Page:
Contemporaneous Extension

“We Are All Living Installations”

It isn’t even May and Brooklyn has transcended the 80 degree mark on the Fahrenheit scale. In feeling so jovial, I wanted to return to my homebase and share the excitement! The evacuation of the art community upon first mention of humidity allows for investigations of artist’s studios and a tizzy of group shows. Emergent artists and artists visiting from abroad blossom in the summertime, and the energy is unfathomable. The first stroke of genius of the season can be found at Michael Alan‘s installation occurring this weekend at Dumbo Arts Center. Alan was recently granted an award from the Brooklyn Arts Council that allowed for the rebirth of his Living Installations: an experiment in performance, artistic production, and the union of audio and visual. The production on April 21st is called We Are All Living Installations and will be curated by the ever-clever Emily Colucci, who has followed Alan’s performances closely for several years. This work will integrate a soundtrack, part of Alan’s Sound Drawing project, made over the course of the last several months featuring artists such as Japanther, Geneva Jacuzzi, Noah Becker, Kenny Scharf, and many others. The installations are loosely guided by Alan’s paintings, which are at once intense, lyrical, delicate, and incredibly aggressive. The show is like resetting and engaging your retina like you’ve never done, tasting an image in a spaghetti bowl of narrative obscurity. Tickets for the show can be purchased online through Alan’s website here.

Installation shot from 'Dinner Party for Two,' featuring David Modello and Kim De'ville, 2012. Photo by Joseph Meloy Meloy, courtesy of Michael Alan

Installation shot from 'Dinner Party for Two,' featuring David Modello and Kim De'ville, 2012. Photo by Joseph Meloy Meloy, courtesy of Michael Alan

I recently had a conversation with Michael and have posted the interview on .CRUDO, a bilingual (Spanish/English) platform for commentary on music, art, film, and video. The interview can be found here for your pleasure! Here’s a short snippet:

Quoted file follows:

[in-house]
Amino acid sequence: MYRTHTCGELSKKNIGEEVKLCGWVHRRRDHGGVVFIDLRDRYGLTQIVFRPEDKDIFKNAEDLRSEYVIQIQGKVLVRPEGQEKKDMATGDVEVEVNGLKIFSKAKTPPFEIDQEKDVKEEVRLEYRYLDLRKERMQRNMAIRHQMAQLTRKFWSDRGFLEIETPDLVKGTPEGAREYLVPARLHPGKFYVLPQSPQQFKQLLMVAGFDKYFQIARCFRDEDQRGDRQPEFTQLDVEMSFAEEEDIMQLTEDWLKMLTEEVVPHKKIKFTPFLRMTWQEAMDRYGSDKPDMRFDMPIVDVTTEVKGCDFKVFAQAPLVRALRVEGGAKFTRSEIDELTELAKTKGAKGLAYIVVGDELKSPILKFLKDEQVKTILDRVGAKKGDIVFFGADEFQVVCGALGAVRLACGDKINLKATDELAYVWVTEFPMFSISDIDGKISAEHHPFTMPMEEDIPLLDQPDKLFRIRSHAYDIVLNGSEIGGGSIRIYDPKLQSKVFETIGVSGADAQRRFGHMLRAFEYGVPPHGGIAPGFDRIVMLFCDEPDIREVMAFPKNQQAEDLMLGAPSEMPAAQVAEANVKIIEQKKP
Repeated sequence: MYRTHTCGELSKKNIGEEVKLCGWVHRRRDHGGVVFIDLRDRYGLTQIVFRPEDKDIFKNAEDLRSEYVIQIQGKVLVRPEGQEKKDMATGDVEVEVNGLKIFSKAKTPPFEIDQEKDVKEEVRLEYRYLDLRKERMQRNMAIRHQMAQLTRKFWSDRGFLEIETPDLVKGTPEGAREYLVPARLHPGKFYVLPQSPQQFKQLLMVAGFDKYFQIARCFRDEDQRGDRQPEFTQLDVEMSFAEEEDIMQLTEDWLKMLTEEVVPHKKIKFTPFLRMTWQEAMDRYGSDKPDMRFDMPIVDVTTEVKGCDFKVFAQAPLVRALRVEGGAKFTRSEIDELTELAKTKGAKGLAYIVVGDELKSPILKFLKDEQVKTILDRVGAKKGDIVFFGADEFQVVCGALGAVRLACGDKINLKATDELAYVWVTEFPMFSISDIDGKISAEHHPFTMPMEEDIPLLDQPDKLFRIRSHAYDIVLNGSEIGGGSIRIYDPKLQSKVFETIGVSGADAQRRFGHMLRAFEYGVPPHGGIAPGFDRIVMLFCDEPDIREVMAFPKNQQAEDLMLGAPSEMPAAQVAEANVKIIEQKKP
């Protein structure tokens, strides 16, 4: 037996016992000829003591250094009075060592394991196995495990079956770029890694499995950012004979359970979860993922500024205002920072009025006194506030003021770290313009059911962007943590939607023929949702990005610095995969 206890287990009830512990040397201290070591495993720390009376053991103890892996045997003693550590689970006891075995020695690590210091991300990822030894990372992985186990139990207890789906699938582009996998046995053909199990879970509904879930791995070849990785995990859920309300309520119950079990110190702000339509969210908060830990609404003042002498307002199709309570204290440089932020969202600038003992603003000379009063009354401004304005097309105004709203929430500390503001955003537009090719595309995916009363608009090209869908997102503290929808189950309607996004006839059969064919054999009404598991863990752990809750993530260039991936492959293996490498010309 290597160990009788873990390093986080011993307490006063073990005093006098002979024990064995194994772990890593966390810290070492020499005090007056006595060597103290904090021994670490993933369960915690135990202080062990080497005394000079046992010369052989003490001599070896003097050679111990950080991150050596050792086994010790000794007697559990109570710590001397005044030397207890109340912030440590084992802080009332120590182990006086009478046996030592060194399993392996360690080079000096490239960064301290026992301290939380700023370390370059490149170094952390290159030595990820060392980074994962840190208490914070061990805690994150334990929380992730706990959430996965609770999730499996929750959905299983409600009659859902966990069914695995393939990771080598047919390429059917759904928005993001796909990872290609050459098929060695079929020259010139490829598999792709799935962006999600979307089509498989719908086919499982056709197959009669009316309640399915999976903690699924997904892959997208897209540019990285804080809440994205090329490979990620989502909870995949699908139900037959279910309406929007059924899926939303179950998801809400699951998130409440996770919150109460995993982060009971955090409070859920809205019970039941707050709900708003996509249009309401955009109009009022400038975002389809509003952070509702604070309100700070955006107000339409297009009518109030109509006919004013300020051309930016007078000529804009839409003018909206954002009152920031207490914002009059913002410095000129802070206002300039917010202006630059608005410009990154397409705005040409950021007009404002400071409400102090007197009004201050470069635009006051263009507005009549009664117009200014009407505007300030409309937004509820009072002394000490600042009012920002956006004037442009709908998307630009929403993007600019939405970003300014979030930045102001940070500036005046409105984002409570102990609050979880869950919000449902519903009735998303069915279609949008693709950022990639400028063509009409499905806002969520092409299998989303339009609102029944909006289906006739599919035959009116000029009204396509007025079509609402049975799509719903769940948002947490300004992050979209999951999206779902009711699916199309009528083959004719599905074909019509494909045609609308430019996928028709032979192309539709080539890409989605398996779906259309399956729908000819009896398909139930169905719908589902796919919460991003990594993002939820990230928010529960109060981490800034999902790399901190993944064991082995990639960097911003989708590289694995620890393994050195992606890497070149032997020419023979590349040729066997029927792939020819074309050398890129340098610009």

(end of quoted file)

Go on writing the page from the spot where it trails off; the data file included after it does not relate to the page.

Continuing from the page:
“LM: You started with the Draw-a-thon and moved into Living Installations, both of which engage the community while developing your own process and stressing your practice to mutate it. What might be your next move in the live sphere?

MA: The Living President Project where I dress up like the president and do dance moves on TV, pointing at weather patterns and what to buy next with girls in bikinis in the back dancing, drinking Lamborghinis. Sign up now and you can get a free scarf! Don’t you just love global warming?

LM: I read a bit about your early performances, which discuss you performing in a Freddy Kruger outfit and doing remixes to “Ice Ice Baby”. What direction is your current music going in, considering the slew of new collaborations?

MA: Well, luckily, I’m not dressed up like Freddy Kruger anymore. I definitely exert myself and push and turn myself inside out during the show with different material. I can joke and act out the music and scenes with the talented models (those freaks love it).”

Michael Alan, Pardon Thee Intrusion, mixed media on paper, 2012.

Michael Alan, Pardon Thee Intrusion, mixed media on paper, 2012. Image courtesy of artist.

Michael Alan, She is My God, 2012, everything on paper, 9" x 11". Image courtesy of the artist.

Michael Alan, She is My God, 2012, everything on paper, 9" x 11". Image courtesy of the artist.


How to Participate, Not Regurgitate

An extremely insightful article that I helped edit by Federica Bueti, an Italian curator based in Berlin, was put up today on Art&Education. I’ve worked with her a few times before digitally and thoroughly enjoy her inquiries into time-lapse work, process, and the politics of art. This newest article, entitled  “Give Me the Time (for an Aesthetic of Desistance),” investigates participation in art and its evolution from the 1960s to today: is participation still an act of resistance within the traditions of art? Has the socio-political environment completely neutralized participation and its aim to challenge participants and spectators? Has participation just become an institutionalized, almost predictable and thus stagnant, form of art practice? Here’s a small excerpt from the full article:

“But in order to establish a different meaning for participation, we should perhaps reconsider current cultural attitudes and social behaviors. Time, for example, needs to be re-introduced into current artistic, critical and curatorial production. Not as an oscillation of time, but as a “spatialization of the subject”. Against the backdrop of contemporary virtual and physical progress, one could oppose the necessity of durational experience and the sense of prolonged time that resists rapid consumptionExperience is comprised of time spent as well as a space of experience and shared intensities. Time is an essential element in participatory practices. Diverse knowledge and exchanges, and fruitful long-term relations require not just physical time but steadfast consistency. Endured duration is particularly vital in the context of virtual-communications. The reason is quite simple: people don’t share the same level of understanding or sensitivity, and a model of learning, exchanging and developing relationships varies extensively. Speed of pace is different for everyone. We cannot wish for the contrary without surrendering to the trap of authoritarian vision.